Though many of her peers gave up performance art in order to pursue more stable forms of art making, Abramovic kept at it. Performance art wasn’t just a phase in her career -– it was her career. But how do you preserve something that is by nature ephemeral? At 66, she is devoting the bulk of her time to establishing and preserving her legacy through re-performances and interactive experiences. Her new piece, titled “The Abramovic Method,” just ended its run at the PAC Contemporary Art Pavilion in Milan on Sunday.

She says, “The public hasn’t been trained to actually experience something long-durational, so after the MoMA piece I felt I had to patent this knowledge.” Upon arrival, participants will don a white lab coat with “Abramovic Method” embroidered in red across the chest and then will have to sign a contract that says they’ll stay and participate for two and a half hours. At the end, everyone who stayed for the allotted time will get a certificate of completion, signed by Abramovic. She says, “By end of June there will be 8,000 people experiencing [the piece].”

The Abramovic Method has a lot to do with the transfer of energy, which is the foundation of the artist’s work. In Abramovic’s eyes, we are the conduits for energy, which is facilitated by the use of crystals. Big ones. Twenty-nine boxes of them, in fact, were shipped from South America and embedded in the tables, chairs, and rectangular copper cages around the Pavilion in Milan. Participants can sit in these uncomfortable chairs or stand in a copper cage with a giant crystal suspended over their heads. It's your own personal sword of Damocles, though it isn’t intended to be viewed as such. In fact, Abramovic thinks the experience will be liberating. Through the project, we all become performance artists, ready to take on the challenges the world throws at us in stride.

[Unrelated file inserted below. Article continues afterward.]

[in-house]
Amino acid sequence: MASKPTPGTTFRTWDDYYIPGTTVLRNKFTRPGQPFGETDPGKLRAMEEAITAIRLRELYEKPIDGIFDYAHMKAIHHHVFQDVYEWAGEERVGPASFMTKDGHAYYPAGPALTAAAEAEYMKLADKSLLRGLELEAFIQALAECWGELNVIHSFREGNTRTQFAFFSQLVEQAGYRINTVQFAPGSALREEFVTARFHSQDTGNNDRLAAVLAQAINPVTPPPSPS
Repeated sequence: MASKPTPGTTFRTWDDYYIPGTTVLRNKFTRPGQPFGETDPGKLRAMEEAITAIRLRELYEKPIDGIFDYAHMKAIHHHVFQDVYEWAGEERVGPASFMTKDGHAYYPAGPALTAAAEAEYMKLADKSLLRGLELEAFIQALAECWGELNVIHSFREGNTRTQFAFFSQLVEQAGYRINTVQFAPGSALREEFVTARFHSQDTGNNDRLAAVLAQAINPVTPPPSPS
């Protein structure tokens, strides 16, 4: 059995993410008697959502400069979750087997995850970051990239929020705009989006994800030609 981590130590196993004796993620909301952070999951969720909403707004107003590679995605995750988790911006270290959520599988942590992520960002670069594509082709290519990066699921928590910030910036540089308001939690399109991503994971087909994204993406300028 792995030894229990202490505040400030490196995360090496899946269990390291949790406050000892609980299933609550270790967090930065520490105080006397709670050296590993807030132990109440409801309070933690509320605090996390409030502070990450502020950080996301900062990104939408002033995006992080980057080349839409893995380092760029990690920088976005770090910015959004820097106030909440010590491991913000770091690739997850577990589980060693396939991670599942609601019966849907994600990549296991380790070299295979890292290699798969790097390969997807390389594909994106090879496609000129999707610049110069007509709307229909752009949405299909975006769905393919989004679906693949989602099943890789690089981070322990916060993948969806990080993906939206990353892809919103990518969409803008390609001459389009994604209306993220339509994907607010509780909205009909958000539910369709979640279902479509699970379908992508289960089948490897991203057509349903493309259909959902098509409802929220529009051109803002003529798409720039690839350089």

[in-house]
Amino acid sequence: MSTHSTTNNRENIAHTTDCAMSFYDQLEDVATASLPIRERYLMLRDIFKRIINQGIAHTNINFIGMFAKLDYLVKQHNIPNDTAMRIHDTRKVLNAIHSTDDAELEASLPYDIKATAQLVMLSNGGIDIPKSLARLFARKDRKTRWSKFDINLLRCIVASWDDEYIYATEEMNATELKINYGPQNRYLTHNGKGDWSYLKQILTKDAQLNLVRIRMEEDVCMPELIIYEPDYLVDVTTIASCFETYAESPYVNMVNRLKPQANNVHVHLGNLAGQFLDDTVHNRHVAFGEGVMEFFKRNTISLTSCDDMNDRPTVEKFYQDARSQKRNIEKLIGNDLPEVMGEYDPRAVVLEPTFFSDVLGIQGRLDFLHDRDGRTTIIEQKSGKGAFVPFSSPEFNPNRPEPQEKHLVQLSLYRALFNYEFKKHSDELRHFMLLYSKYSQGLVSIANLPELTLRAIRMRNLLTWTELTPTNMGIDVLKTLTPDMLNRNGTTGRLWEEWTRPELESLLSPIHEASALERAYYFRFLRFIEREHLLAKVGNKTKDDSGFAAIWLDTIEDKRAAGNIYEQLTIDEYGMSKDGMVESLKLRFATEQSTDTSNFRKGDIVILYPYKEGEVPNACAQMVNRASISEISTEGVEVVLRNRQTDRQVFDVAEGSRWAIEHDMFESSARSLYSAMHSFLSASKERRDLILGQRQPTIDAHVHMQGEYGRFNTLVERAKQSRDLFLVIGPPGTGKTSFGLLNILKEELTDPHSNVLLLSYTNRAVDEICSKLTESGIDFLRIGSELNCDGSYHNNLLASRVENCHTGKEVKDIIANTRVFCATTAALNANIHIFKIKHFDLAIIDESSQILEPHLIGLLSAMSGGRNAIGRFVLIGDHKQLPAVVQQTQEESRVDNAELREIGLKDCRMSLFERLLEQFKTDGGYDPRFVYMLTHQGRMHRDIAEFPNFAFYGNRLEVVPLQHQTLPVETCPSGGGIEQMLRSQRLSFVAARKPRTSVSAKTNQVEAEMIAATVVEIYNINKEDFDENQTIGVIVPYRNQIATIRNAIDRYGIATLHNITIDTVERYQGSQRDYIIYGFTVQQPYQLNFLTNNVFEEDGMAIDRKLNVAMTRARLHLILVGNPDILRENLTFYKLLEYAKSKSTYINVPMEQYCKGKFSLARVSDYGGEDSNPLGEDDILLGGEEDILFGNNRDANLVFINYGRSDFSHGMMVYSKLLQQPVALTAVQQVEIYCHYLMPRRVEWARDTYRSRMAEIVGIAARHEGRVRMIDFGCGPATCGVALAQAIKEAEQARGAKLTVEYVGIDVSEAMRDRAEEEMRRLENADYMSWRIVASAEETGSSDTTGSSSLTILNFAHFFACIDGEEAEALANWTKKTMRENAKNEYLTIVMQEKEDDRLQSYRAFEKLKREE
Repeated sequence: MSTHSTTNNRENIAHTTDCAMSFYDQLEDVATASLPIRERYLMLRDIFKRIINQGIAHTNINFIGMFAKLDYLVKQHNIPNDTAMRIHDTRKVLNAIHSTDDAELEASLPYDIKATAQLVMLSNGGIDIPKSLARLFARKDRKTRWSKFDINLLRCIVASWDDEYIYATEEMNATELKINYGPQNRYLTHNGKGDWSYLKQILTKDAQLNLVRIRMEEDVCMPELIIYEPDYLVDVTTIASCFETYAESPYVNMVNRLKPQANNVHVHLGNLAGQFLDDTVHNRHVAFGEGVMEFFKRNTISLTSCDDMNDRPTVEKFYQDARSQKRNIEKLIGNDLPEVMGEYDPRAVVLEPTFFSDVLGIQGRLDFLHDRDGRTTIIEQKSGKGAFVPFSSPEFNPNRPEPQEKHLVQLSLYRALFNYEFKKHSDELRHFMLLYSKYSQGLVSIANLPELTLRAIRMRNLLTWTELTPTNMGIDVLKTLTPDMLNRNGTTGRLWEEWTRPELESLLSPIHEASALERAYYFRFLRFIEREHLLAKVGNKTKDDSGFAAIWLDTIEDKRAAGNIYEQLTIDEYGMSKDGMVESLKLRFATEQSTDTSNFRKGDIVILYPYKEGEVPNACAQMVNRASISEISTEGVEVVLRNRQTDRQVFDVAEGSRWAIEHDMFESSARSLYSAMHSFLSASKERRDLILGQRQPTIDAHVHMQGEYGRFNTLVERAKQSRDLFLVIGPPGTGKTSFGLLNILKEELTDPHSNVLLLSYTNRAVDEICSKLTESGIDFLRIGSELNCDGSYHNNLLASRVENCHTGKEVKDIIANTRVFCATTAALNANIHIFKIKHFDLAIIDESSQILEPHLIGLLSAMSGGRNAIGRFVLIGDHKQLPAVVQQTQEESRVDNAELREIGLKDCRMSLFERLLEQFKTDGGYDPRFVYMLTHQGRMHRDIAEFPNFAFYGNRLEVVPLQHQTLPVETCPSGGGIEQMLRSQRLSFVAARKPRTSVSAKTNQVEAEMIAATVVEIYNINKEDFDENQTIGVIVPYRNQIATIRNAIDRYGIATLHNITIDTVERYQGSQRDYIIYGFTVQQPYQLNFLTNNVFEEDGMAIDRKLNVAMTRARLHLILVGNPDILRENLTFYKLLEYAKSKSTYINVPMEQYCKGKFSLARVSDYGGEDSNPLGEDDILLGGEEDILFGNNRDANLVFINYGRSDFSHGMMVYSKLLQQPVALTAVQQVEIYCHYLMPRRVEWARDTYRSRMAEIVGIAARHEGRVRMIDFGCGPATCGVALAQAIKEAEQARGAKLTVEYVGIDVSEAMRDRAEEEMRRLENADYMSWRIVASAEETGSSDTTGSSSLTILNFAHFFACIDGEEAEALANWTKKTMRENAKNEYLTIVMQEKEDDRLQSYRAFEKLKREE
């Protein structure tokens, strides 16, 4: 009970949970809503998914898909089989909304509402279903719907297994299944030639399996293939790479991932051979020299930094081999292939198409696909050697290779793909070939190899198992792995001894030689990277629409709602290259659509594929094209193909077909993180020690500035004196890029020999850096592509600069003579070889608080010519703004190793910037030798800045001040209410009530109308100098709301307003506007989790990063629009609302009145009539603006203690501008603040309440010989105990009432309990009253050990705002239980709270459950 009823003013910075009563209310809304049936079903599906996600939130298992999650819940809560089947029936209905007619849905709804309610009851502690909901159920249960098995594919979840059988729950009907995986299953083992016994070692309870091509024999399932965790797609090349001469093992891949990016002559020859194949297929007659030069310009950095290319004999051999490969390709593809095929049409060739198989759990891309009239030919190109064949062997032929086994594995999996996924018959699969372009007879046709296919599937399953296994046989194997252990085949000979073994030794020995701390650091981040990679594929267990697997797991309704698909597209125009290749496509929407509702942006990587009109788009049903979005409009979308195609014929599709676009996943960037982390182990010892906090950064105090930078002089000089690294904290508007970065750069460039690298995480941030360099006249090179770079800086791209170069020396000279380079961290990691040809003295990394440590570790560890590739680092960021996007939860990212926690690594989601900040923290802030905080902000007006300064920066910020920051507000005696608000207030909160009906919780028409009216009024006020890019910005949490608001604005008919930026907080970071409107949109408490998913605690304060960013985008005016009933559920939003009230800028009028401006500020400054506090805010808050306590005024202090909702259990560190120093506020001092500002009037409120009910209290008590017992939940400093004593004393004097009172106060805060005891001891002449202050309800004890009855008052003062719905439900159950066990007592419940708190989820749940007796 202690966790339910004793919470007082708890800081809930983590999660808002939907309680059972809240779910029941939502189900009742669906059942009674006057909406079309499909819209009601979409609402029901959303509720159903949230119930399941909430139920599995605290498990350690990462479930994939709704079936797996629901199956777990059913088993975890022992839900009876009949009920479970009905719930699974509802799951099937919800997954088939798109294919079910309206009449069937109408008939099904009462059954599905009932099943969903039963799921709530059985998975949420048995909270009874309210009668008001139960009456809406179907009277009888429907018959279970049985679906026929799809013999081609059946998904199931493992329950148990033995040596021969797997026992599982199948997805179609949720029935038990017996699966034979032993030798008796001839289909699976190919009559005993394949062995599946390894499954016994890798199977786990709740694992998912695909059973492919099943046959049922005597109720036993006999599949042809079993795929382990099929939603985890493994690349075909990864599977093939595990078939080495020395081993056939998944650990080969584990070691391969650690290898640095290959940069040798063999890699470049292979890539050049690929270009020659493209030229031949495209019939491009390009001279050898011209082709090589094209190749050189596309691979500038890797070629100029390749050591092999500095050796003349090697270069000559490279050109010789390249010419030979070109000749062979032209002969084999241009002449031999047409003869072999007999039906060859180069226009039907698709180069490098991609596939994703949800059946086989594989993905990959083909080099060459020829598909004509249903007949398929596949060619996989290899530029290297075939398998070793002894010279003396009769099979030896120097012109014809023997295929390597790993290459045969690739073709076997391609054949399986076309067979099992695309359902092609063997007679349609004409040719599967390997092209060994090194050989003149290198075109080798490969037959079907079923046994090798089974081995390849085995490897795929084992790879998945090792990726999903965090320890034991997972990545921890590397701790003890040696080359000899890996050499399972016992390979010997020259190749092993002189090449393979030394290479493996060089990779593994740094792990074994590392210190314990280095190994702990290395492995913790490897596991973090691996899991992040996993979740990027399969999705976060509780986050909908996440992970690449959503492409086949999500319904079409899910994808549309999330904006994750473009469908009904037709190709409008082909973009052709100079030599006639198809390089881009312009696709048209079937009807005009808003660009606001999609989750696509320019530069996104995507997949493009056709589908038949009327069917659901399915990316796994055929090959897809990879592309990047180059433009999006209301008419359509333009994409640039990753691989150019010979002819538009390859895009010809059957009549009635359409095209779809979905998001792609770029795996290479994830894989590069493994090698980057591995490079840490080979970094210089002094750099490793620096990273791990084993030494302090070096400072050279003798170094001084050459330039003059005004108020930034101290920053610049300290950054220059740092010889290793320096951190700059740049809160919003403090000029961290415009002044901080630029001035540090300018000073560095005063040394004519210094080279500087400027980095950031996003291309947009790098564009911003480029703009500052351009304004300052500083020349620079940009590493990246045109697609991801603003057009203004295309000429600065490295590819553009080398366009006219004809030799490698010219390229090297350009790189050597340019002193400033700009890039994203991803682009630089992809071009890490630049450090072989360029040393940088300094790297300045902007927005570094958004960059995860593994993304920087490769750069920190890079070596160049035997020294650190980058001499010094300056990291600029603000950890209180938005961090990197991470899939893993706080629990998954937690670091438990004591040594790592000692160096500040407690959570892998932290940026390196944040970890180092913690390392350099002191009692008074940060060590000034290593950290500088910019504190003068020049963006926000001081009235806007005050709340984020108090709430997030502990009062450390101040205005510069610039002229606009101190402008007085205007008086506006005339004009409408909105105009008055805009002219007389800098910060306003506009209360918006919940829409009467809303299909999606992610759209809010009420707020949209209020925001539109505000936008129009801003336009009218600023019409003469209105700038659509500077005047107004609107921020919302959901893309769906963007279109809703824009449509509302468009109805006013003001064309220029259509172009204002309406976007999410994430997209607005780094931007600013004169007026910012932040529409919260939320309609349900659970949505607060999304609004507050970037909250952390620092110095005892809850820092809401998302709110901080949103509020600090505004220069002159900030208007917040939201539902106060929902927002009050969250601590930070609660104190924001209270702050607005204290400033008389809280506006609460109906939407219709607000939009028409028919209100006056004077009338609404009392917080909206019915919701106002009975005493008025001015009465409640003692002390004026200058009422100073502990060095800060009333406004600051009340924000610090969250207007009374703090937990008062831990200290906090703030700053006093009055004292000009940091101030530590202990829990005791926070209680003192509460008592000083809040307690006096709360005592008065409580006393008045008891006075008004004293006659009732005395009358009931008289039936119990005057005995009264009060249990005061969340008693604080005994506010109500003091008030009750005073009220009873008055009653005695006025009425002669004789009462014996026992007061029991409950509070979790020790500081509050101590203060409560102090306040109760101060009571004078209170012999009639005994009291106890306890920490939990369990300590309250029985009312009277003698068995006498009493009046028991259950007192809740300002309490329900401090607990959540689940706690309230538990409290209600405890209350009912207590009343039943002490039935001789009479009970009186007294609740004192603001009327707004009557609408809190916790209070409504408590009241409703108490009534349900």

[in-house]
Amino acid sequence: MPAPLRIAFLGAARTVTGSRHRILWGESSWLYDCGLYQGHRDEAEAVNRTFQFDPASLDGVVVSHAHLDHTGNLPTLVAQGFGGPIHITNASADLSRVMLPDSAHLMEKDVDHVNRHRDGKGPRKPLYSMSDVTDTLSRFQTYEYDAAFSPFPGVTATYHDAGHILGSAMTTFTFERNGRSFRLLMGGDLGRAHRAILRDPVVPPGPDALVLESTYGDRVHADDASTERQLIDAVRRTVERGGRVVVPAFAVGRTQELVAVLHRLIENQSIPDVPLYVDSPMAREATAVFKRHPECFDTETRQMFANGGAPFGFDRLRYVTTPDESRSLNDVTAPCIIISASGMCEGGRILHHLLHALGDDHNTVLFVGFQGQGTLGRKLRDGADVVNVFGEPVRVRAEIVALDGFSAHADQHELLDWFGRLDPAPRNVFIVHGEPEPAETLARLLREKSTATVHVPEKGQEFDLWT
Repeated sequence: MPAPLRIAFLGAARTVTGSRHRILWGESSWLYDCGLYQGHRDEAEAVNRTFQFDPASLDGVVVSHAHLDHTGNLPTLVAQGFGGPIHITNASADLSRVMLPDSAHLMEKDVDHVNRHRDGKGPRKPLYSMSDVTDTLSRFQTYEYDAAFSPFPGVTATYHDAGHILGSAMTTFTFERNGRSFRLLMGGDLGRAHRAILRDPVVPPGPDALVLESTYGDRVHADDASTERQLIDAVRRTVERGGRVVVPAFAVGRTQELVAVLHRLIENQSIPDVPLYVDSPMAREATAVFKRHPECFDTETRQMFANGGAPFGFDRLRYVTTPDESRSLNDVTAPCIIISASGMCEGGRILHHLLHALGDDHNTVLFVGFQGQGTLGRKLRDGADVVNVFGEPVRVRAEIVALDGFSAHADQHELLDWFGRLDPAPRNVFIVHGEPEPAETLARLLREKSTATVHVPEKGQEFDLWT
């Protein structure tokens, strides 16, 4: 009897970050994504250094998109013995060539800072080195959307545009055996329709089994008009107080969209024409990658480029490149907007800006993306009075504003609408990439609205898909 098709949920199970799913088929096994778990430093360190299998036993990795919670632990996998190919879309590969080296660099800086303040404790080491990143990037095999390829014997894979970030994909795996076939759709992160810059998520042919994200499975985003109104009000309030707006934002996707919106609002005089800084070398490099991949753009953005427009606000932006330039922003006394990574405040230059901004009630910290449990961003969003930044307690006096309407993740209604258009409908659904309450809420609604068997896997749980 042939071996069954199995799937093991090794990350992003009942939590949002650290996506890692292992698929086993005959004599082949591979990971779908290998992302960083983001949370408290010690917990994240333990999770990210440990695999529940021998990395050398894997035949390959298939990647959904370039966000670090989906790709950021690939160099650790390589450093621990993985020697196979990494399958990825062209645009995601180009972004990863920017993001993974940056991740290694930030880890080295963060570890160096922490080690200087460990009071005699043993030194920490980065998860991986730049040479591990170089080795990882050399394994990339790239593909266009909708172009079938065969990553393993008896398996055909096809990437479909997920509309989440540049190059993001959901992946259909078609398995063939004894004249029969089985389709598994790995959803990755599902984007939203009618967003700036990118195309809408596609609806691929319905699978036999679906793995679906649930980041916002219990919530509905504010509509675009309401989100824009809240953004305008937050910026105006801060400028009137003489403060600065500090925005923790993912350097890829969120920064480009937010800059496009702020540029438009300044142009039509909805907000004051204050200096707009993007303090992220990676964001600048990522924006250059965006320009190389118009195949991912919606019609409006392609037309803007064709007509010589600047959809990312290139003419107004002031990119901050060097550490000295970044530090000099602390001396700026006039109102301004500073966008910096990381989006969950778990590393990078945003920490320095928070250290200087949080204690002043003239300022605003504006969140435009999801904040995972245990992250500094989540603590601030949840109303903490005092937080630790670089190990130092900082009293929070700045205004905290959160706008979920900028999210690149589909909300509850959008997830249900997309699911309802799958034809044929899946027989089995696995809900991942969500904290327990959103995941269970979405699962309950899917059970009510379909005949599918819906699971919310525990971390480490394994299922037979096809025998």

So what's left to do for an artist at the peak of her power? When asked what she fears, Abramovic said, “Right now, I fear that I won’t have enough time to do what I want to do. I work so much right now, because I am very good at recognizing the chance –- when you have the chance, you have to take it.”

“The Artist is Present” is directed by Matthew Akers and produced by Jeff Dupre and Maro Chermayeff. The film premiers at Film Forum in New York today, June 13, and will show July 2 on HBO.

See a behind the scenes slideshow below:

Marina Abramović's 'The Artist is Present'
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Marina Abramović's 'The Artist is Present': Marina Abramović & Ulay, Rest Energy in 1980. Photo Credit: Courtesy of HBO Documentary Films & Music Box Films.